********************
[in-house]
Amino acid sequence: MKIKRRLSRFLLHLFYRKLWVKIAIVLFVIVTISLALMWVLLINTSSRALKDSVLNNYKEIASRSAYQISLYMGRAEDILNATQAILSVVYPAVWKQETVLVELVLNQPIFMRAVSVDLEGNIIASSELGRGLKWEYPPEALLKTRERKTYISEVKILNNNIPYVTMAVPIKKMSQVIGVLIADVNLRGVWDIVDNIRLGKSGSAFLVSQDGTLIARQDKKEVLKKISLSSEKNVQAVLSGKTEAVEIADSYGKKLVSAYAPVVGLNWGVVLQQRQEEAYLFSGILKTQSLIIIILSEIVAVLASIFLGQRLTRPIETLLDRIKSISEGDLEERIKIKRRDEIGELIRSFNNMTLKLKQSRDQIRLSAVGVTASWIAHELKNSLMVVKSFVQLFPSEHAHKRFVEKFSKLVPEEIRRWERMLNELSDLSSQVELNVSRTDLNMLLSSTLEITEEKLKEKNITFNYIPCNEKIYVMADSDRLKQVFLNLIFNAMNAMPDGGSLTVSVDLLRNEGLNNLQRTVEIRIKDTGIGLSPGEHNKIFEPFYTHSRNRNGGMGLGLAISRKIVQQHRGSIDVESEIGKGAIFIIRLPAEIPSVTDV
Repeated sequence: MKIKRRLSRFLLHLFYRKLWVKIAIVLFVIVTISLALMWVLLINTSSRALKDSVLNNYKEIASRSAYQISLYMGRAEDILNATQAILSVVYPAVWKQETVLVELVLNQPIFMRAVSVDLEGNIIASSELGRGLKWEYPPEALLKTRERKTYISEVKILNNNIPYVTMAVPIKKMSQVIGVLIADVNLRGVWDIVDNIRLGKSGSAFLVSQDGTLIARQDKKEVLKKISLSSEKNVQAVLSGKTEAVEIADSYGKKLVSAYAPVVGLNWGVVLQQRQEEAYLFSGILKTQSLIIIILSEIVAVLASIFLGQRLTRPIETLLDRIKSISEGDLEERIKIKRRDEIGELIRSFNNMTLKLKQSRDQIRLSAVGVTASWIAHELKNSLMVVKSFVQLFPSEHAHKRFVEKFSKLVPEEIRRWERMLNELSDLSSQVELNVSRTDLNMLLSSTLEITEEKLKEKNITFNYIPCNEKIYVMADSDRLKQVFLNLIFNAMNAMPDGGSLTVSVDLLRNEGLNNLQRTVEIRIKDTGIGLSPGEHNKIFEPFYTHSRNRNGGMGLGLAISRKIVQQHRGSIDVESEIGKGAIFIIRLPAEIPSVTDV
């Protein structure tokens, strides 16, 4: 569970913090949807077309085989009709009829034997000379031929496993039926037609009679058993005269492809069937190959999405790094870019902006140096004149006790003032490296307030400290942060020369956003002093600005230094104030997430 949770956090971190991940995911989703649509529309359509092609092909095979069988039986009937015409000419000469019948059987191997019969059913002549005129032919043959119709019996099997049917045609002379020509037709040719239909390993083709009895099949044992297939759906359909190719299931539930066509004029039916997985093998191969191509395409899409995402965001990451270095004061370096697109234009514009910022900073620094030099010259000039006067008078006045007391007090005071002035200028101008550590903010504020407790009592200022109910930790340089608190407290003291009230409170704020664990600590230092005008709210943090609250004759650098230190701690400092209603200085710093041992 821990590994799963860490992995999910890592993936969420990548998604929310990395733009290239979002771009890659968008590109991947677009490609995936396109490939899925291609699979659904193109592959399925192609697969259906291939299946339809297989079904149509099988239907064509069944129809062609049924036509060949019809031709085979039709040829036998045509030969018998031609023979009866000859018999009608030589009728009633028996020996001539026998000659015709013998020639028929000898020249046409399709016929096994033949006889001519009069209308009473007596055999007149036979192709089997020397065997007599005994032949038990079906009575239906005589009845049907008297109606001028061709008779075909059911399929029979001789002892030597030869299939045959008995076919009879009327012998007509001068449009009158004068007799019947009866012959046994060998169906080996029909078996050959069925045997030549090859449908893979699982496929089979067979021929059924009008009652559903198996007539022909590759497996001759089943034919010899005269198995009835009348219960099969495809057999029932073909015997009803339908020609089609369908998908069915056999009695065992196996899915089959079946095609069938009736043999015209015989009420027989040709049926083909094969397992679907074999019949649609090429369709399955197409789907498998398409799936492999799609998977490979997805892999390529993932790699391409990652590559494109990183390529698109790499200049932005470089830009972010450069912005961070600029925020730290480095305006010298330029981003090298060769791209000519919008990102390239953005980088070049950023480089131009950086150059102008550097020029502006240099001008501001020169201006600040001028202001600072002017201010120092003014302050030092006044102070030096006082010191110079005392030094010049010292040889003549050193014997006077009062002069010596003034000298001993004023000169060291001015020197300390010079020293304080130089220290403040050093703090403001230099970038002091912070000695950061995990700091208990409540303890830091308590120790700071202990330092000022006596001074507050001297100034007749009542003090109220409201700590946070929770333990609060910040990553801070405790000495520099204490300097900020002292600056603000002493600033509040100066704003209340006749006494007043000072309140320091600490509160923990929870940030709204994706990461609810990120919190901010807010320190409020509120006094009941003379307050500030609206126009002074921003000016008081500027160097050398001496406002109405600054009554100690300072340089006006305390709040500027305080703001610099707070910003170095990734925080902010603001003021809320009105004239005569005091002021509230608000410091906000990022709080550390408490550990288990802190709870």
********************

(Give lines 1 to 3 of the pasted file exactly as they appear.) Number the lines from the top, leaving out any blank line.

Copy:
[in-house]
Amino acid sequence: MKIKRRLSRFLLHLFYRKLWVKIAIVLFVIVTISLALMWVLLINTSSRALKDSVLNNYKEIASRSAYQISLYMGRAEDILNATQAILSVVYPAVWKQETVLVELVLNQPIFMRAVSVDLEGNIIASSELGRGLKWEYPPEALLKTRERKTYISEVKILNNNIPYVTMAVPIKKMSQVIGVLIADVNLRGVWDIVDNIRLGKSGSAFLVSQDGTLIARQDKKEVLKKISLSSEKNVQAVLSGKTEAVEIADSYGKKLVSAYAPVVGLNWGVVLQQRQEEAYLFSGILKTQSLIIIILSEIVAVLASIFLGQRLTRPIETLLDRIKSISEGDLEERIKIKRRDEIGELIRSFNNMTLKLKQSRDQIRLSAVGVTASWIAHELKNSLMVVKSFVQLFPSEHAHKRFVEKFSKLVPEEIRRWERMLNELSDLSSQVELNVSRTDLNMLLSSTLEITEEKLKEKNITFNYIPCNEKIYVMADSDRLKQVFLNLIFNAMNAMPDGGSLTVSVDLLRNEGLNNLQRTVEIRIKDTGIGLSPGEHNKIFEPFYTHSRNRNGGMGLGLAISRKIVQQHRGSIDVESEIGKGAIFIIRLPAEIPSVTDV
Repeated sequence: MKIKRRLSRFLLHLFYRKLWVKIAIVLFVIVTISLALMWVLLINTSSRALKDSVLNNYKEIASRSAYQISLYMGRAEDILNATQAILSVVYPAVWKQETVLVELVLNQPIFMRAVSVDLEGNIIASSELGRGLKWEYPPEALLKTRERKTYISEVKILNNNIPYVTMAVPIKKMSQVIGVLIADVNLRGVWDIVDNIRLGKSGSAFLVSQDGTLIARQDKKEVLKKISLSSEKNVQAVLSGKTEAVEIADSYGKKLVSAYAPVVGLNWGVVLQQRQEEAYLFSGILKTQSLIIIILSEIVAVLASIFLGQRLTRPIETLLDRIKSISEGDLEERIKIKRRDEIGELIRSFNNMTLKLKQSRDQIRLSAVGVTASWIAHELKNSLMVVKSFVQLFPSEHAHKRFVEKFSKLVPEEIRRWERMLNELSDLSSQVELNVSRTDLNMLLSSTLEITEEKLKEKNITFNYIPCNEKIYVMADSDRLKQVFLNLIFNAMNAMPDGGSLTVSVDLLRNEGLNNLQRTVEIRIKDTGIGLSPGEHNKIFEPFYTHSRNRNGGMGLGLAISRKIVQQHRGSIDVESEIGKGAIFIIRLPAEIPSVTDV